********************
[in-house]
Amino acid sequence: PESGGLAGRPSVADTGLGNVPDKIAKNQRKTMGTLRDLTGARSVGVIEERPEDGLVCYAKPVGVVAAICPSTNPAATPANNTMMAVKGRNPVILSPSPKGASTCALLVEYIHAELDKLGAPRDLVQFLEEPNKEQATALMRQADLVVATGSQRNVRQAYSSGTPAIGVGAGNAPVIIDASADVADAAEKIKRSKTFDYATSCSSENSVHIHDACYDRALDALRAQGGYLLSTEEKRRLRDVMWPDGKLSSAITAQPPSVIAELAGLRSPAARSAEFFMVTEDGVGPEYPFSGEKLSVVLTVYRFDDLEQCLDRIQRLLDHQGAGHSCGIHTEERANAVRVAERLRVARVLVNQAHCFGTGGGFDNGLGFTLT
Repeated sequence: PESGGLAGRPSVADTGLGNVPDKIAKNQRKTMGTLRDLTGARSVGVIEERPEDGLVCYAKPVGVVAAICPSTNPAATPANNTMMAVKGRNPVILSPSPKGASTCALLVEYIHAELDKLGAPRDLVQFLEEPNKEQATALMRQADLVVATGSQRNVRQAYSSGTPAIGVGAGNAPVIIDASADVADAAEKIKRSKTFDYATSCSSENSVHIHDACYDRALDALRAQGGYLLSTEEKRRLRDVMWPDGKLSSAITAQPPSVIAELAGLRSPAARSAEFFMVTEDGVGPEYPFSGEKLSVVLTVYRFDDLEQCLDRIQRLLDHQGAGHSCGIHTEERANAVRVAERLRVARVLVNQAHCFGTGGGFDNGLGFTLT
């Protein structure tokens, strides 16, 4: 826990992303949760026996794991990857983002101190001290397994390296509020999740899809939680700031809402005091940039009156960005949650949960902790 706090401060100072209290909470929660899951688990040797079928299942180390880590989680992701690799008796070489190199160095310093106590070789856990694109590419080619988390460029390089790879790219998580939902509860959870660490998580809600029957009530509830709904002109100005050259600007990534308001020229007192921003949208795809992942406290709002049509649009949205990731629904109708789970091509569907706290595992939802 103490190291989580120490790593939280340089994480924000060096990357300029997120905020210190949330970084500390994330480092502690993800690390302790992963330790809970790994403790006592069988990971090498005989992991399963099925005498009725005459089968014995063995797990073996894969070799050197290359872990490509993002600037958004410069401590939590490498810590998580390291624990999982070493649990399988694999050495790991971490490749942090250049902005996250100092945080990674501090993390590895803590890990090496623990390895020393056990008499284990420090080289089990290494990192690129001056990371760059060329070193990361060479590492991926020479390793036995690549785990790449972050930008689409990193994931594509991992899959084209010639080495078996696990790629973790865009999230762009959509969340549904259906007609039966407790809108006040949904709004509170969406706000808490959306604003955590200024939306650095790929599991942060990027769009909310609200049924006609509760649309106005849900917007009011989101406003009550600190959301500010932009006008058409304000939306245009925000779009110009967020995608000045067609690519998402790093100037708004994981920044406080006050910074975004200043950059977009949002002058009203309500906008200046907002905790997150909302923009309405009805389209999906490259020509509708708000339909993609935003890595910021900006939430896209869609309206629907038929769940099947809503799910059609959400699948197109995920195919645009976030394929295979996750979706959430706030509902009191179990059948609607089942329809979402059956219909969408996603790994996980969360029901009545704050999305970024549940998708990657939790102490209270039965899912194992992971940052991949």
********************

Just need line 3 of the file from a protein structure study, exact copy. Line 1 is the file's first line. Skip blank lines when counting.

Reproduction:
Repeated sequence: PESGGLAGRPSVADTGLGNVPDKIAKNQRKTMGTLRDLTGARSVGVIEERPEDGLVCYAKPVGVVAAICPSTNPAATPANNTMMAVKGRNPVILSPSPKGASTCALLVEYIHAELDKLGAPRDLVQFLEEPNKEQATALMRQADLVVATGSQRNVRQAYSSGTPAIGVGAGNAPVIIDASADVADAAEKIKRSKTFDYATSCSSENSVHIHDACYDRALDALRAQGGYLLSTEEKRRLRDVMWPDGKLSSAITAQPPSVIAELAGLRSPAARSAEFFMVTEDGVGPEYPFSGEKLSVVLTVYRFDDLEQCLDRIQRLLDHQGAGHSCGIHTEERANAVRVAERLRVARVLVNQAHCFGTGGGFDNGLGFTLT